Palestinian President Mahmoud Abbas meets with Pope Francis at the Vatican prior to attending a Middle East peace conference in Paris. Rough cut (no reporter narration)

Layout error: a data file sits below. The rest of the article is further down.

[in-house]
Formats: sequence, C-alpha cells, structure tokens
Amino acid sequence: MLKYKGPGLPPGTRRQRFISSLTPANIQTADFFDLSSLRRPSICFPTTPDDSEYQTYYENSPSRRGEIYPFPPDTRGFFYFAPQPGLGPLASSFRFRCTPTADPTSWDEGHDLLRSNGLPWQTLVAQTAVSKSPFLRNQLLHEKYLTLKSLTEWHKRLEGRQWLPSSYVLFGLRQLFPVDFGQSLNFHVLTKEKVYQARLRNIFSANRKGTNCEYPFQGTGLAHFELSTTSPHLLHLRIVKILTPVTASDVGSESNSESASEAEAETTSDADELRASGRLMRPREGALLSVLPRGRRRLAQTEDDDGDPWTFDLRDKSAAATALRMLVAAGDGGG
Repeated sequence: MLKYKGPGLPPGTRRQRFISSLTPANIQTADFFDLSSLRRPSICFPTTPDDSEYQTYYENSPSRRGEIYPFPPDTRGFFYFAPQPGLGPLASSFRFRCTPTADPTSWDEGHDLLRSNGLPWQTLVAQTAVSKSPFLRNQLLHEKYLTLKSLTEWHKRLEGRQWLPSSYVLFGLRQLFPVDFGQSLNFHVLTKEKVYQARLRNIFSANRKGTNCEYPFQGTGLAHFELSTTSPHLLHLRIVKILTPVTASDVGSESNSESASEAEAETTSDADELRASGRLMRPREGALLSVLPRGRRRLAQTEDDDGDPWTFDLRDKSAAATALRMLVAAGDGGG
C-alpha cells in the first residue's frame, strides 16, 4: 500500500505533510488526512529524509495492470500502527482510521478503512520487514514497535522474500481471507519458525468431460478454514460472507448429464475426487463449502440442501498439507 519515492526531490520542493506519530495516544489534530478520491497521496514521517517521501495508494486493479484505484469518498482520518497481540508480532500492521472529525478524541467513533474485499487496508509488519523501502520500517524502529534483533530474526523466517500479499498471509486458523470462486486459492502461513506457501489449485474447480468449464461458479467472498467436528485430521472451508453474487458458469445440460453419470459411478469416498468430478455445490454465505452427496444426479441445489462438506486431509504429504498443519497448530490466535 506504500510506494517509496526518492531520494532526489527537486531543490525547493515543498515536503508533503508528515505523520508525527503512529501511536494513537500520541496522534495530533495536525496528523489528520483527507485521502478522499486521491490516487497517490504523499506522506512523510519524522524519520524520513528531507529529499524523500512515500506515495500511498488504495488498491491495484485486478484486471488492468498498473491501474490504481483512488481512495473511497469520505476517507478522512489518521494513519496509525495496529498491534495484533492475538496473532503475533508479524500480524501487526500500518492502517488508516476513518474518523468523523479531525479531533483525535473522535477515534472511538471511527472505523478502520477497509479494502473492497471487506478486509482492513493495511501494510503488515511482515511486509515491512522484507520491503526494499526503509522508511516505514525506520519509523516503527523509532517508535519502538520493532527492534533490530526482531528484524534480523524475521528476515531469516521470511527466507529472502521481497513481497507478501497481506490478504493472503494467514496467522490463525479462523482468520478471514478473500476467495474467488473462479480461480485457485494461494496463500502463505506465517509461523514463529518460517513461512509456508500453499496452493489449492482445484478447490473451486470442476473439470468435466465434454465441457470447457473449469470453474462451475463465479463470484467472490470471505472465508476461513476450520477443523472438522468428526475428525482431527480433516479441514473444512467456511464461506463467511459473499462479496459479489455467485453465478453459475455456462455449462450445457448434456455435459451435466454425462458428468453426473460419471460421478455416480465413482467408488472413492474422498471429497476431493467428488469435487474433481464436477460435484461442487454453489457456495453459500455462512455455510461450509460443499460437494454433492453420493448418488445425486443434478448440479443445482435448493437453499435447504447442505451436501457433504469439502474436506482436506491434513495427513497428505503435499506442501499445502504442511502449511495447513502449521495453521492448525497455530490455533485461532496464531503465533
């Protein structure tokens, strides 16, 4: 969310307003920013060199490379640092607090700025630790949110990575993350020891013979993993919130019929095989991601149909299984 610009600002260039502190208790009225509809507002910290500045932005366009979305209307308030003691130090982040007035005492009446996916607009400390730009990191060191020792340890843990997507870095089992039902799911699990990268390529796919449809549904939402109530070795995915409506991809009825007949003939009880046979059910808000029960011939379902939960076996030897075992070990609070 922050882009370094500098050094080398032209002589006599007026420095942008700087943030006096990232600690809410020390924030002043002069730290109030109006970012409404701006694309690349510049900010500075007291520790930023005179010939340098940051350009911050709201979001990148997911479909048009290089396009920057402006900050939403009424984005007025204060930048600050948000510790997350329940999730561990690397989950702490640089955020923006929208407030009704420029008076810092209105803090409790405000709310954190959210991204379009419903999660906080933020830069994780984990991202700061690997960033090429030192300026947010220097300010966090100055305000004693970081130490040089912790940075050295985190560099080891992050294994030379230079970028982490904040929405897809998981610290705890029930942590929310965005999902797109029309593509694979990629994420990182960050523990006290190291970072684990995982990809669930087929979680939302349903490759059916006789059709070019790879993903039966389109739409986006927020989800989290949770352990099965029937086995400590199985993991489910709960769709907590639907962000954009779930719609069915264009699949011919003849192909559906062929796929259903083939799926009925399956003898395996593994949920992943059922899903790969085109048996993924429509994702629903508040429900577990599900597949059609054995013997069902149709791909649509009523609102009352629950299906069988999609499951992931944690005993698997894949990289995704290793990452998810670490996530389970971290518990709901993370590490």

ROUGH CUT. NO REPORTER NARRATION. Pope Francis welcomed Palestinian President Mahmoud Abbas to the Vatican on Saturday (January 14) ahead of Middle East peace talks due to take place in Paris. Abbas discussed the Middle East with Pope Francis and said prospects for peace there will suffer if U.S. president-elect Donald Trump moves Washington's embassy in Israel to Jerusalem. The Vatican reported that the talks had been cordial and that it was hoped that, with the support of the international community, measures can be taken that "favour mutual trust." After holding private talks, facilitated through interpreters, there was the traditional exchange of gifts. Abbas was in Rome to open the new embassy of the State of Palestine to the Vatican. It was the third meeting between Francis and Abbas, who last met shortly after the Vatican formalised its recognition of the Palestinian state in 2015, a move which riled Israel's government. The Pope has repeatedly called for dialogue and peace in the Middle East. Some 70 countries and organisations are due in Paris for a meeting on Sunday (January 15) that Israeli Prime Minister Benjamin Netanyahu has rejected as "futile".